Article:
Good morning. This is Don Campbell on for Bob.

M. Steven Bender -- Executive Vice President and Chief Financial Officer

Yeah, good morning.

Don Campbell -- Goldman Sachs -- Analyst

Commentary on demand trends, can you give a little bit more granularity in terms of how your volumes have trended in July, maybe relative to June levels, or I guess average second-quarter volume trends?

Albert Chao -- President and Chief Executive Officer

Yes, I think demand are strong, both in the Olefins segment and in the Vinyls segment with the seasonal strong period for building construction. That also helps downstream products -- so barring any major disruption on the world from further trade disruptions, I think the second half demand and also exposed by industry consultants, it seem to be reasonable.

Don Campbell -- Goldman Sachs -- Analyst

Got it, thanks. And I guess on that export caustic soda price, it seems like North American price, this shows some positive improvement by the end of the second quarter. It seems like it stepped up maybe above export prices in other regions. How sustainable is that spread and I guess maybe what drove that improvement in North America export prices?

Albert Chao -- President and Chief Executive Officer

Yes, certainly that export market has been somewhat volatile. I think we have kind of stabilized in export pricing in some improvement in some areas. And as Steve said earlier, demand for especially in South America has improved over the first half of this year and over last year. So we are seeing the demand being reasonable and we expect the price to improve gradually also.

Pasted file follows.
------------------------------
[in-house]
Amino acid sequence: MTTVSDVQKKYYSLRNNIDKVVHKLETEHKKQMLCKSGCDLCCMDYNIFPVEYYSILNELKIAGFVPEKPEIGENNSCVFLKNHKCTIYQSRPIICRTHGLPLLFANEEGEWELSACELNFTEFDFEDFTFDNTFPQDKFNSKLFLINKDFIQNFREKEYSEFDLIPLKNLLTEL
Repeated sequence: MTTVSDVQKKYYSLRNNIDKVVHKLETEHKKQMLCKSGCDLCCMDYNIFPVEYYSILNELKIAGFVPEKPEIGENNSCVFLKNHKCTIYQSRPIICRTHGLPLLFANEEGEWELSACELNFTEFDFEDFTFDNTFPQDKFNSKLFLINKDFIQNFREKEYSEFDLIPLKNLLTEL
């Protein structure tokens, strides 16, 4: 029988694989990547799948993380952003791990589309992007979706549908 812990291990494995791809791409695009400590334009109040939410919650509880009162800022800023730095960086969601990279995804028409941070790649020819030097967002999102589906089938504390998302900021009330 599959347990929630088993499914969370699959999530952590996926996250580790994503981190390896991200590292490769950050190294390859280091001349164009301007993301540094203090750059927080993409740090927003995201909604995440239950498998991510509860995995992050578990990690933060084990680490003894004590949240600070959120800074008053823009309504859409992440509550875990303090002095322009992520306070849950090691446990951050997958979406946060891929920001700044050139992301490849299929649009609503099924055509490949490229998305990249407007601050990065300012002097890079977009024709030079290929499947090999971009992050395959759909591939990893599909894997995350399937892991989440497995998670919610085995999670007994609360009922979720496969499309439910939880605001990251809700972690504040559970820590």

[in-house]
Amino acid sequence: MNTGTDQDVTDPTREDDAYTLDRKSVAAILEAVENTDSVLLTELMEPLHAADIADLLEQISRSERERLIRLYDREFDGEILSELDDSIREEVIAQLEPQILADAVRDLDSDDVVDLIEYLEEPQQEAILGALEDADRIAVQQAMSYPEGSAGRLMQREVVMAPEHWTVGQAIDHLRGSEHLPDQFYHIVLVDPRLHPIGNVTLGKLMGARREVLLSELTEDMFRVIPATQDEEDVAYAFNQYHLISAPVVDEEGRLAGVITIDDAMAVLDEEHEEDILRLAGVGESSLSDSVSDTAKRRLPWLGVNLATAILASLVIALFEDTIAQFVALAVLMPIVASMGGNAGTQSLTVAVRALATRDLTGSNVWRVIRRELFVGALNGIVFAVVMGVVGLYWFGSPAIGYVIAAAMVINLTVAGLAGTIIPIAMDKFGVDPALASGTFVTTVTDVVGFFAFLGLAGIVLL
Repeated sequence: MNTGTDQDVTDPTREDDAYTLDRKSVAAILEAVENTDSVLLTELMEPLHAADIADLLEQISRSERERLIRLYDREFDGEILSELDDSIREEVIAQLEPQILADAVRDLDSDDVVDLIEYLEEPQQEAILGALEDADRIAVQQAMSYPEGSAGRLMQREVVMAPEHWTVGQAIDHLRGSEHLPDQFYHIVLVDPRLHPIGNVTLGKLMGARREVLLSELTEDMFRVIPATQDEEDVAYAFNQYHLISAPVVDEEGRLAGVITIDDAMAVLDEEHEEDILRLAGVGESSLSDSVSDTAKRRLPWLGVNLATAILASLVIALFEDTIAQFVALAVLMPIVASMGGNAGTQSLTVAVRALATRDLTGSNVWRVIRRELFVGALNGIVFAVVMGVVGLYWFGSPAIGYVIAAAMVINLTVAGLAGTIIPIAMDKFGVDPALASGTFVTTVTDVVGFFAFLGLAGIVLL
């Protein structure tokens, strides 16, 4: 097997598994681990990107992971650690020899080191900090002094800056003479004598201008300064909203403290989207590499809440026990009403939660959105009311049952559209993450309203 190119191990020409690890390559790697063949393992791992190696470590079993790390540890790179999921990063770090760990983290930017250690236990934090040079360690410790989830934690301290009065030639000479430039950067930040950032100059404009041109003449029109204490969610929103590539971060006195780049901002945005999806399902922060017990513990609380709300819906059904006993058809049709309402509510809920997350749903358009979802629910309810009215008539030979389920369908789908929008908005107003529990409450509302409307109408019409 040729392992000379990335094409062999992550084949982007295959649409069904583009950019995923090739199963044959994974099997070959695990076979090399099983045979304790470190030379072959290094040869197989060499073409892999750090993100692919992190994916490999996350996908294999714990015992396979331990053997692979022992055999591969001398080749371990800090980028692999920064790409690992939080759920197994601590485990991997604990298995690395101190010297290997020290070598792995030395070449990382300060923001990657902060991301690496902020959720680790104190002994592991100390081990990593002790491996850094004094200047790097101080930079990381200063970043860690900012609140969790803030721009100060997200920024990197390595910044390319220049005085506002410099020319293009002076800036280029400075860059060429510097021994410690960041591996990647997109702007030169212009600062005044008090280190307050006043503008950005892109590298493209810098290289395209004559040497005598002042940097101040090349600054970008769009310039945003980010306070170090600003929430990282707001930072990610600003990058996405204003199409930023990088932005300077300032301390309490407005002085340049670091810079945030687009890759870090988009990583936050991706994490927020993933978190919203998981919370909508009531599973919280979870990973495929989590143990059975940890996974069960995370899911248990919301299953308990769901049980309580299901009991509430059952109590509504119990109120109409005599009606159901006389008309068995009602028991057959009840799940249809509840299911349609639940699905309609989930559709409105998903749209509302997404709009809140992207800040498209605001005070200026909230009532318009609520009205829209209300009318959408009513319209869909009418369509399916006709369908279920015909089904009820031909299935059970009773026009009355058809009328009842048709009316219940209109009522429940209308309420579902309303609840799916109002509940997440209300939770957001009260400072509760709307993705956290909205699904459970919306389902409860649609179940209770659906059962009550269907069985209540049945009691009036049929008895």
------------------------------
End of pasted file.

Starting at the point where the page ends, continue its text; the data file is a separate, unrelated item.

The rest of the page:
Don Campbell -- Goldman Sachs -- Analyst

Got it. Thank you.

Albert Chao -- President and Chief Executive Officer

You're welcome.

Operator

Thank you. And the next question comes from Arun Viswanathan with RBC Capital Markets. Your line is now open.

Arun Viswanathan -- RBC Capital Markets -- Analyst

Great, thanks, good morning. Just going back to the caustic soda outlook, we've seen some positive developments. But I guess would you characterize the July uplift of $5 on the index consistent with your expectations or was it maybe slightly weaker? And if so, what are some catalyst you're looking for to improve the momentum in caustic soda price? Thanks.

Albert Chao -- President and Chief Executive Officer